Monday, 19 August 2013

PM's National Day Rally Speech

PM Lee moved to tears touches hearts

PM Lee at National Day Rally 2013

We know he as a leader needs vision.  What we also saw were his passion and emotion. Prime Minister Lee Hsien Loong broke down as he spoke of math maven Dr Yeo Sze Ling, who overcame her blindness and became an  A*star researcher.

“Sze Ling proves that you can do well if you try hard, no matter what your circumstances, and that is also how we can contribute back to society, to keep the system fair for all,” PM Lee said and broke down in tears during his National Day Rally speech.

He recovered swiftly to speak about his plans for Singapore. But that moment will linger in memory. We saw the Prime Minister moved to tears. It showed how strongly he feels about fighting adversity, succeeding in life and giving back to society.

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National Day Rally 2013

SINGAPORE will move decisively to shield citizens from the harsh effects of global change, an ageing society and rising inequality, with a new approach to government policy.

After decades of what others have called "tough love", Prime Minister Lee Hsien Loong announced big shifts to:
- Extend help to middle-income households to buy Housing Board flats, and to owners of two-room flats ready to upgrade.
- Widen safety nets to everyone, regardless of age, to deal with health-care costs; and
- Ensure that every child gets the best shot at developing his potential to the maximum, while removing some of the stress in the education system.

Mr Lee delivered his 10th National Day Rally (NDR) speech and chose to hold it at the Institute of Technical Education's new Ang Mo Kio campus for a serious purpose: "To underscore my longstanding commitment to investing in every person, every Singaporean to his full potential, but also to signal a change, to emphasise that this is not the usual NDR."


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PM Lee outlines new way forward in National Day Rally 2013 speech

PM began his English speech recapping the OurSGConversation ( process. He said the OSC has been a very meaningful exercise. "We have listened to one another and created a firmer, shared basis to discuss and plan our future."

PM said that to achieve our aspirations, we need to take into account the world around us. He knows Singaporeans feel uncertain and anxious - technology and globalisation are widening income gaps, our population is ageing, and Singaporeans are worried about the cost of living, public transport, and other day-to-day problems. PM said: I understand your concerns, and I promise you - you will not be facing these challenges alone because we are all in it together.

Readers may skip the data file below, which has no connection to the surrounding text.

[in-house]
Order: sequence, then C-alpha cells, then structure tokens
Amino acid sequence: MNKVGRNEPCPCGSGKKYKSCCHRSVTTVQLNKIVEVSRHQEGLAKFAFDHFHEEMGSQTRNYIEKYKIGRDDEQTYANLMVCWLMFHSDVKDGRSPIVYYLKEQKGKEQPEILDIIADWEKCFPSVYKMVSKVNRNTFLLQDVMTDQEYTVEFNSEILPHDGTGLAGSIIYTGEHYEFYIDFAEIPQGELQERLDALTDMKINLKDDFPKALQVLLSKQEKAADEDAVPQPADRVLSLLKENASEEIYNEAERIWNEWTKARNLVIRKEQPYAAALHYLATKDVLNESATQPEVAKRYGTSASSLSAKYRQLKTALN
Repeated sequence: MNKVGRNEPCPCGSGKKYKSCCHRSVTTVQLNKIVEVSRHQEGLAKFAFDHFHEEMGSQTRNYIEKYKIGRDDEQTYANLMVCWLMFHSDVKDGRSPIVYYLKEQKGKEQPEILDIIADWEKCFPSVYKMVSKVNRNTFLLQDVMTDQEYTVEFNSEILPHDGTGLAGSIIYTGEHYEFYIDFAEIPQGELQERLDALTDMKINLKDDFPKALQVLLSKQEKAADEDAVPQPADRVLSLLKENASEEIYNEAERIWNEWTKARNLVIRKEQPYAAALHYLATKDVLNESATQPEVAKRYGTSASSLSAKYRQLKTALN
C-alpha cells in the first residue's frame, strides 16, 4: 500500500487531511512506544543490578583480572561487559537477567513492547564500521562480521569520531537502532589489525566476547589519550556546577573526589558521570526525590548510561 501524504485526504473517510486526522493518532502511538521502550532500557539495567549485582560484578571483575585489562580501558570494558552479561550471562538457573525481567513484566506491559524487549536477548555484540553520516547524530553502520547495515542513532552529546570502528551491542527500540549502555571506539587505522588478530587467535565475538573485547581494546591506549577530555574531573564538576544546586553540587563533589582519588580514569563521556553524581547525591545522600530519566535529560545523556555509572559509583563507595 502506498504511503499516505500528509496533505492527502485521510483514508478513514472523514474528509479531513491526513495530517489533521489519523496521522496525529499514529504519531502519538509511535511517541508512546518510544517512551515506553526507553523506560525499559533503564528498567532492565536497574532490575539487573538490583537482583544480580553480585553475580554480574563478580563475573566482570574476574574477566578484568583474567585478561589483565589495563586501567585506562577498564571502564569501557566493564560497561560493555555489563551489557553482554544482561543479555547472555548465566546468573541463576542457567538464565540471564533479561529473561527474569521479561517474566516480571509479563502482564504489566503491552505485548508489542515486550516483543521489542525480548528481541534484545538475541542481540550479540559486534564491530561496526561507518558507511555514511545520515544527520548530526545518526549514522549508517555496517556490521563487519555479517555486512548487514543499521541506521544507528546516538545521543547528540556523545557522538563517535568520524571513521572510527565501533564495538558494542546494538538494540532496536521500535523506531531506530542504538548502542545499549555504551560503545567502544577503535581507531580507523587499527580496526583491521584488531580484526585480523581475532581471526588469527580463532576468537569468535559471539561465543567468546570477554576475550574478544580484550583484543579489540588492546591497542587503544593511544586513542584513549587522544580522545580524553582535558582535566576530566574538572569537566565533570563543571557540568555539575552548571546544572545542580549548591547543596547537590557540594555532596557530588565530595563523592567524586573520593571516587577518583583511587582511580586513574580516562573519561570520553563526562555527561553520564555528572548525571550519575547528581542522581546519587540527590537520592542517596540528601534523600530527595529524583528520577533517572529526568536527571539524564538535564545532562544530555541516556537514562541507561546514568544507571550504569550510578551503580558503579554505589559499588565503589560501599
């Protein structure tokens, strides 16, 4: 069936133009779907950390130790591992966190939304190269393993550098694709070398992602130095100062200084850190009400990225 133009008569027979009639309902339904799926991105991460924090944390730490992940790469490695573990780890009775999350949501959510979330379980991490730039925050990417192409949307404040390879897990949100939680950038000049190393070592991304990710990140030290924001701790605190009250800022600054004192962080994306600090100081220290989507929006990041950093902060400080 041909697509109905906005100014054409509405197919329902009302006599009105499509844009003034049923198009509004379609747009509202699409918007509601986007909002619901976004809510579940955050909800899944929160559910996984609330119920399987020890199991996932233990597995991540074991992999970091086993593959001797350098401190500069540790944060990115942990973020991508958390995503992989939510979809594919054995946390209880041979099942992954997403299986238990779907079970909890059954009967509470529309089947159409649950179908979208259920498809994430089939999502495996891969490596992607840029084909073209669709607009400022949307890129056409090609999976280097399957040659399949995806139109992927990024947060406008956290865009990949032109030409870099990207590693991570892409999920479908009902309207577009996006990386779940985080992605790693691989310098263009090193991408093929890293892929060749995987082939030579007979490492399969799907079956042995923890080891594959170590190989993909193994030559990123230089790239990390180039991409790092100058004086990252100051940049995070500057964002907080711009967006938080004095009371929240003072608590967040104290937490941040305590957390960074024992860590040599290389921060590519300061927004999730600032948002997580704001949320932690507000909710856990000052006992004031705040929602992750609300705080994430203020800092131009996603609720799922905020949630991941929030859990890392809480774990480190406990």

We will find a new way to thrive in this new environment.

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A changing trend

HALFWAY to the next election, the Prime Minister has made his biggest effort to address the unhappiness of Singaporeans over the rising costs of public housing and healthcare.

Together with immigration and jobs, which he left out, these two subjects are among the most pressing problems that have hammered the popularity of Lee Hsien Loong’s ruling party.

The government’s failure to resolve them had forced the Prime Minister to apologise to his people in 2011 with a promise to do better. Last week, Lee made an attempt to fulfil his pledge with mixed results

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PM Lee tears during emotional National Day Rally with 'heart'

PM Lee's speech at this year's National Day Rally was described as "heartwarming" and focused.
Yahoo! Newsroom/Yahoo! Photo - PM Lee's speech at this year's National Day Rally was described as "heartwarming" and focused

Light-hearted and encouraging – that's the reaction of many Singaporeans to Prime Minister Lee Hsien Loong’s National Day Rally speech on Sunday night.

“I think it was a well thought-out speech with a right amount of heart and it was very focused on Singaporeans,” said businessman Ronald Lim, 56.

“PM Lee touched on issues that resounded with people of different ages and my takeaway is that I feel more informed about what we are facing.”

PM Lee's NDR promise: Every Singapore family who is working can afford …
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PM Lee's NDR2013 speech bold and necessary, say analysts

A day after the Prime Minister laid out a new way forward for Singapore, economists and politicians praised the shift for being a bold and necessary move in rebalancing the relationship between the State and the Singaporean.

But while Mr Lee Hsien Loong's National Day Rally (NDR) speech hit the right notes, the specific policy changes he announced drew a mixed reaction.

Some felt they were incremental rather than radical. Others said they were sparse on the numbers and details, leaving them guessing how much of an impact the changes would make and who would foot the bill of say, the new MediShield Life health insurance scheme. 

National Day Rally speech was a "game-changer", says Shanmugam

Speaking to reporters, he said that the recently concluded Our Singapore Conversation process, which highlighted Singaporeans' aspirations, helped to crystallise the ideas.

Mr Shanmugam said: "It's a history-making speech, it's an epochal speech. It's a game-changer because the path that we have travelled up to now is one path and the path that we are going to travel on is going to be a very different path. 

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Singapore’s strains

t is almost 50 years since Singapore was expelled from its shortlived federation with Malaysia and began its inspiring ascent from the developing to the developed world. Two years ago, its economy overtook the US in gross domestic product per head, an incredible accomplishment in a country with few natural resources, which once depended on hostile neighbours even for its water.

Yet according to Goh Chok Tong, who was prime minister between 1990 and 2004, Singapore seems to be trapped in a midlife crisis. As the population ages, the economy is becoming increasingly reliant on foreign workers. A housing boom, fuelled in part by money that is flowing into the country’s expanding asset management industry, is contributing to a sharp rise in living costs. For the squeezed middle, who are struggling to step on to the housing ladder even as billionaires flaunt their wealth, rising inequality is beginning to chafe